Renter rights for common space safety

What you can do when problems go unfixed -- Fox 26 reporter Kaitlin Monte

- Many renters know to report safety or maintenance issues to their apartment complex, but what can you do when those issues go un-repaired?

After residents at Mission Falls apartments complained to FOX26 on Tuesday about their entry gate being broken for over a year, and a nearly pitch black parking lot where at least nine street lights were out, FOX26 reached out to the property's main office for answers. After three tries in 24 hours, no one called back.

Turns out, there's not a lot of legal incentive for properties to fix these types of common area safety problems.

"Our legislature has gone out of it's way to protect business, sometimes to the exclusion of individual rights and freedoms," laments FOX26 legal expert Chris Tritico.

Take the example of a broken entry gate. Tritico says a crime that occurs from someone entering the property due to a malfunctioning gate is not the fault of the property owners under current law.

Regarding insufficient lighting in public areas like parking lots, Tritico explains that, "there may be a city ordinance that requires a certain amount of lighting, but the amount of money you are looking at on a damage model for [a lawsuit involving a problem related to such issues] is low."

Frustrating news for renters, right? But there are a few things to know.

"You can call 311, and ask for the Habitability Inspectors," explained Andy Teas from the Houston Apartment Association. "That's the apartment team. They'll send somebody out usually the very next day. If there's a code violation or problem that needs to be corrected, they can insist that be fixed."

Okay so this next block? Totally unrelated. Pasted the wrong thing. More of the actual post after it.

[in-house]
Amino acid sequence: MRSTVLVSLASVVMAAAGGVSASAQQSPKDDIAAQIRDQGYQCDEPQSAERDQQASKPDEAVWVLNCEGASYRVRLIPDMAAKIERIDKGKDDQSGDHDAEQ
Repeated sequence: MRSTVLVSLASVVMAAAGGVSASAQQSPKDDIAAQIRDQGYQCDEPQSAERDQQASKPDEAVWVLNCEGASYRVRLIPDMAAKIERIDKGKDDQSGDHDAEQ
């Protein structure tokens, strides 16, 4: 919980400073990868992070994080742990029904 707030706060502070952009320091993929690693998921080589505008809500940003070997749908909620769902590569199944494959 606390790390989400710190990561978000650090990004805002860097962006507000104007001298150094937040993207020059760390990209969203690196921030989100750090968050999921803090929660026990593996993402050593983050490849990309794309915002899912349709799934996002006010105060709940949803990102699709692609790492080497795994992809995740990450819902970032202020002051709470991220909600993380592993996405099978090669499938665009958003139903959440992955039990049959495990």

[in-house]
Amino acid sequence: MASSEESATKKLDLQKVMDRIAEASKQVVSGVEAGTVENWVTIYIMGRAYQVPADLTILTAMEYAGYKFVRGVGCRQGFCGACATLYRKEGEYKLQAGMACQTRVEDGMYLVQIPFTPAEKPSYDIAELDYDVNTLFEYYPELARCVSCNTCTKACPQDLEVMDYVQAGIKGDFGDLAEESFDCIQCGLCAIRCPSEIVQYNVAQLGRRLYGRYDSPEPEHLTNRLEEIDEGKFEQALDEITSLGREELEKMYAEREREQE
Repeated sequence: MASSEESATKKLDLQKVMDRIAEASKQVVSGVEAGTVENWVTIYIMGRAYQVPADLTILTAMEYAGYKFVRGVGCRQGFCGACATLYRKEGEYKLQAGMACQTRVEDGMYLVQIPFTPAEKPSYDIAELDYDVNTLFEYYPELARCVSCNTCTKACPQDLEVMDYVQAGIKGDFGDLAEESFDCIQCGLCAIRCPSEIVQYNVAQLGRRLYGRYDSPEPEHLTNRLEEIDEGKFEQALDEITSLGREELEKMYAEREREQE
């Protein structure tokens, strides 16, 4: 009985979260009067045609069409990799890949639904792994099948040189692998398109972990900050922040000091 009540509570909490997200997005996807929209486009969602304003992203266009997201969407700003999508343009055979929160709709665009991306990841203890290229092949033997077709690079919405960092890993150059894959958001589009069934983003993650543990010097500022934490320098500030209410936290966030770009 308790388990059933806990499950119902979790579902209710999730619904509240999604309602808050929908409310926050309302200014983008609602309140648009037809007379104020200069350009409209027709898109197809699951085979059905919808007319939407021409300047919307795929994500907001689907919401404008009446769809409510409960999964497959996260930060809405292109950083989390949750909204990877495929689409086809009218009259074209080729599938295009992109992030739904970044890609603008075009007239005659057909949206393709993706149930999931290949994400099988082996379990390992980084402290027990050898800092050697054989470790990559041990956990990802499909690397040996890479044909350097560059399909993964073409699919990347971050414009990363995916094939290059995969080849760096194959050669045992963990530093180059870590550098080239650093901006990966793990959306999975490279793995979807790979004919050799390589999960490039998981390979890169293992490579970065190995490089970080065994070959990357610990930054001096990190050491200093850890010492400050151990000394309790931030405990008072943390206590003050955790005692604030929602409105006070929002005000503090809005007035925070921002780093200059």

If you truly feel the property is not meeting the lease agreement you signed, there may be a way out here in Texas.

"You can ask the Justice of the Peace to let you out of your obligations from that lease. They're user friendly - the 'people's court'. You can go without an attorney. The filing fees are relatively reasonable," says Teas.

Documentation is key when handling complaints. Teas recommends making all complaints in writing, including the date and as much detail about the issue as possible. Pictures and videos are also key pieces of evidence to save on a phone or computer, labeled with the date taken.

Both experts also agreed that, prior to speaking to a leasing office to see units at an apartment you like, walk the property at different times of day. Talk to other tenants about what they like and dislike. This allows renters to potentially identify issues before getting involved with management. Doing this before a formal tour means you won't have to lose out on same-day signing benefits should the complex meet your standards.

Also, visit review sites like yelp.com to see what past and current tenants have said about the building. Look for how management responds to consumer complaints made on such sites, and the dates when such complaints were posted.


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